The final decision on whether Morgan violated the city charter lies with Round Rock’s City Council. The city’s charter allows give the council power to remove an elected official as long as two-thirds of the members vote to do so.
As of this report, there is no word out of Round Rock City Hall to address this through any future council meeting.
Within a couple of days of KXAN’s interview with Morgan, Round Rock city attorney Steve Sheets had the city’s spokesman call KXAN to reiterate that Morgan did not have an “ownership interest” in the contracts, which the city argues exempts him from the contract ban.
In an effort to contest the findings of the ethics law experts we interviewed for this report, Round Rock hired ethics law attorney Ross Fischer to write an opinion regarding the city’s charter in this case. The city paid Fischer $3,248.50 for his work in researching this paragraph of the city’s charter. The city says they plan on charging taxpayers “around $1,000” more for Sheets’ work on this report.
In a four-page report dated Oct. 31, Fischer says since Morgan doesn’t have any “ownership interest” in MVBA, he’s not in violation and “falls within the exception established by Section 14.04.” Ethics lawyers we interviewed maintain Morgan’s case has nothing to do with stock ownership–solely his employment by the firm–and the city’s misinterpreting the law.
For Birch, the part of the law highlighted in yellow (below) is the part that she believes pertains to Morgan. However, the part highlighted in blue is what the city and Fischer cite as to why Morgan isn’t violating any part of the city charter.
Sec. 14.04. – Personal financial interest.
No member of the City Council or employee of the City shall have a financial interest, direct or indirect, in contract with the City, nor shall be financially interested, directly or indirectly, in the sale to the City of any land, or rights or interest in any land, materials, supplies or service. The above provision shall not apply where the interest is represented by ownership of stock in a corporation involved provided such stock ownership amounts to less than one percent (1%) of the corporation stock or as falls within the scope of V.T.C.A., Local Government Code § 131.903 as now or hereafter amended. Any willful violation of this section shall constitute malfeasance in office, and any elected official or employee of the City found guilty thereof shall thereby forfeit his or her elected office or employment. Any violation of this section with the knowledge, express or implied, of the persons or corporation contracting with the City shall render the contract voidable by the City Manager or the City Council.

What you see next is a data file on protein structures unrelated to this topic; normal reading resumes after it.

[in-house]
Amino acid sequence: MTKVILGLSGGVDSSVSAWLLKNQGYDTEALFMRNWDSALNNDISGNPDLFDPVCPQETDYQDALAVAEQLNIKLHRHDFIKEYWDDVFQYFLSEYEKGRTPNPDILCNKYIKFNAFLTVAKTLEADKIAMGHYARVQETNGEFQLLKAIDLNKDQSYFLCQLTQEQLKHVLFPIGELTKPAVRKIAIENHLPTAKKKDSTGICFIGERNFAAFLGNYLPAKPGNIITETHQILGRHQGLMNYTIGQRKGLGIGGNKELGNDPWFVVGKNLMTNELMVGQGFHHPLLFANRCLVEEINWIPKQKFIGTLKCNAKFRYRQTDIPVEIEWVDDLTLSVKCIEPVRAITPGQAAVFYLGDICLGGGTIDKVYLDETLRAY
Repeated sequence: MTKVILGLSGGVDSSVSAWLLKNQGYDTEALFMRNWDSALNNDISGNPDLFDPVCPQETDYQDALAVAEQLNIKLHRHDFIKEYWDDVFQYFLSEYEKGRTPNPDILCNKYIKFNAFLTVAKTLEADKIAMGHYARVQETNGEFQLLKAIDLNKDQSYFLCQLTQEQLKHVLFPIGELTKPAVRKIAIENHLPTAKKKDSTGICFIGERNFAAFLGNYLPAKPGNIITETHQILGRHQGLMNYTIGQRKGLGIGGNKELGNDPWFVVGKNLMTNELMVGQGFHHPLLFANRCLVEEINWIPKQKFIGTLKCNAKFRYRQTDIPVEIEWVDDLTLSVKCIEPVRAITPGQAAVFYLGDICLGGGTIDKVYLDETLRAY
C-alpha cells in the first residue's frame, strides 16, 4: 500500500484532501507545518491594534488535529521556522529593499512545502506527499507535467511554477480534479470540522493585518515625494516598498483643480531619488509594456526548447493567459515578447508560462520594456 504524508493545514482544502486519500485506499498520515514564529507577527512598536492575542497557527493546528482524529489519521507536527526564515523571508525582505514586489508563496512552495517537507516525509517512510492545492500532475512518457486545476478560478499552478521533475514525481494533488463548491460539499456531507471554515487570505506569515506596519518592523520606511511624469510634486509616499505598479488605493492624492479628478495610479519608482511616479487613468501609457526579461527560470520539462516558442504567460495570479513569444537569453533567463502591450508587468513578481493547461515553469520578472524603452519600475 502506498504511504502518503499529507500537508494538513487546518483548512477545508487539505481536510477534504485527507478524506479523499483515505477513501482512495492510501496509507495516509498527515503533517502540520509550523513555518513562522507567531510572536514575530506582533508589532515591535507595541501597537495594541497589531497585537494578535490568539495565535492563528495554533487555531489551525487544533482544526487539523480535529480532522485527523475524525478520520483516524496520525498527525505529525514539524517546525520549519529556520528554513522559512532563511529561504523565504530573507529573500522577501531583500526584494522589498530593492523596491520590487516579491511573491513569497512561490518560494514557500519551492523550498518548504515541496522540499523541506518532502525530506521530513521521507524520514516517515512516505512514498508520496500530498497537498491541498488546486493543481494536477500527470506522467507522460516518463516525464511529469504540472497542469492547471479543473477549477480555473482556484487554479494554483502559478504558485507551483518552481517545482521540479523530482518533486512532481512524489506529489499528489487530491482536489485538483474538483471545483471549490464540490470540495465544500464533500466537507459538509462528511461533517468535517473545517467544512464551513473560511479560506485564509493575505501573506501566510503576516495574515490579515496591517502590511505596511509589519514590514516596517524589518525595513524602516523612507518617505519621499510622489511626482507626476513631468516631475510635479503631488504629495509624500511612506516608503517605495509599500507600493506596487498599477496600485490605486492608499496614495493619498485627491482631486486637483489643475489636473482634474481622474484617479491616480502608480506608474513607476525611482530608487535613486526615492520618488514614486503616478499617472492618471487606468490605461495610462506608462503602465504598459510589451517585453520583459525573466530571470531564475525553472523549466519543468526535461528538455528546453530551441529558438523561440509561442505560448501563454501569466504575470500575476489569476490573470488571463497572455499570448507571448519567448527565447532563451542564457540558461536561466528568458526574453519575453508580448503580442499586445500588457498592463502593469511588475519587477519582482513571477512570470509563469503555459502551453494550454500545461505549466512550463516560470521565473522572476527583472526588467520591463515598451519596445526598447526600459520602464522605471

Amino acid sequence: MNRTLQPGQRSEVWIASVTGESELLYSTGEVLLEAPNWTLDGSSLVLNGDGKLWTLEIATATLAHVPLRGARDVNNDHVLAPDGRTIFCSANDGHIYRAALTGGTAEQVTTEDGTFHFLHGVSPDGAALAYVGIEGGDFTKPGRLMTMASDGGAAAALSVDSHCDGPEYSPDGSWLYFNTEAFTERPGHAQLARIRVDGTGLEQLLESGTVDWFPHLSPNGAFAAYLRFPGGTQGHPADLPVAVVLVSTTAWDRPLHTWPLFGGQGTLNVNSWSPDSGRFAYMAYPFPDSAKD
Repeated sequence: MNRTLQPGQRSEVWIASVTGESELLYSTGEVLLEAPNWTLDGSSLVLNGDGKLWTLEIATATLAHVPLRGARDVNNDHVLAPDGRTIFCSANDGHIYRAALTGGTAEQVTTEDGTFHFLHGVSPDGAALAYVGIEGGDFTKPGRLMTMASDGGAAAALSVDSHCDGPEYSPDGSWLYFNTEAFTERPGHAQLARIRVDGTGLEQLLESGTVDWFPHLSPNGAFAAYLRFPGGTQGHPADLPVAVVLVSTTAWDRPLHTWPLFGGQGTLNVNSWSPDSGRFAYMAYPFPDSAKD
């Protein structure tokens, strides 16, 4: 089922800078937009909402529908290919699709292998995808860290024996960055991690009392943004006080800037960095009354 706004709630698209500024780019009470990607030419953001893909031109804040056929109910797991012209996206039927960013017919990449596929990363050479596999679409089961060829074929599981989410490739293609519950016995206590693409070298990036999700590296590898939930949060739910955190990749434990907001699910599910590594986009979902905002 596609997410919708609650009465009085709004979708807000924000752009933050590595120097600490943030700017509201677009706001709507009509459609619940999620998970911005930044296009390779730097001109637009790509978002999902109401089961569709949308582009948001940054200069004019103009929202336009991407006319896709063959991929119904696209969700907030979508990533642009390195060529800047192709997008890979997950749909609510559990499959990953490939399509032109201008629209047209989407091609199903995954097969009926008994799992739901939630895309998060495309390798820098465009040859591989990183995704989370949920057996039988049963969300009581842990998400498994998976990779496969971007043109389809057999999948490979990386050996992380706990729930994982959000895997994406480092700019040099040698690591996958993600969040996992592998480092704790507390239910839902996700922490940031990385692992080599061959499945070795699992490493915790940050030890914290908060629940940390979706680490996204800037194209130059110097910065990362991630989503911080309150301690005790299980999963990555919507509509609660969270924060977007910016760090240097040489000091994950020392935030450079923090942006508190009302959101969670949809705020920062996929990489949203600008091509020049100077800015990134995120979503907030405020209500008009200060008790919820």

“You’ve got to read the charter as a whole. You can’t read one sentence then read the second sentence independently. What it says is that a public official-not just a member of the council but an employee-cannot have a financial interest, direct or indirect, in contract with the city. The next sentence, which you can’t ignore, that sentence says this doesn’t apply if you have less than a one percent ownership interest,” Fischer told KXAN.
Birch said because the mayor’s employed by the law firm, the second sentence of the law doesn’t apply to him. “Financial interest is a broader term than ownership interest,” Birch said. “The second sentence carves out an exception for a small ownership of stock, which doesn’t mean he can still be involved financially,” Birch said referring to the contracts and Morgan’s employment.
“The second sentence doesn’t negate the entire section because you don’t own any stock. If he wasn’t an employee and owned less than one percent ownership interest, then he would be exempt,” Birch said. “He doesn’t own stock in the firm but he does work at the firm, so the second sentence does not apply to him.”
So, the bottom line, Morgan may not own stock in the law firm, but city records show he does have a financial interest in the firm by virtue of his employment. Morgan even acknowledged the interest in the Conflict of Interest Affidavits he filed with the city in 2013 and again in 2014.
Fischer admitted, there are problems with this Round Rock law.
“Ethical standards need to be clear. They shouldn’t be fuzzy. They shouldn’t be gray. They should be clear and that way if they’re clear, everybody knows what all rules we’re playing by. This could be clearer and it should be clearer,” Fischer said.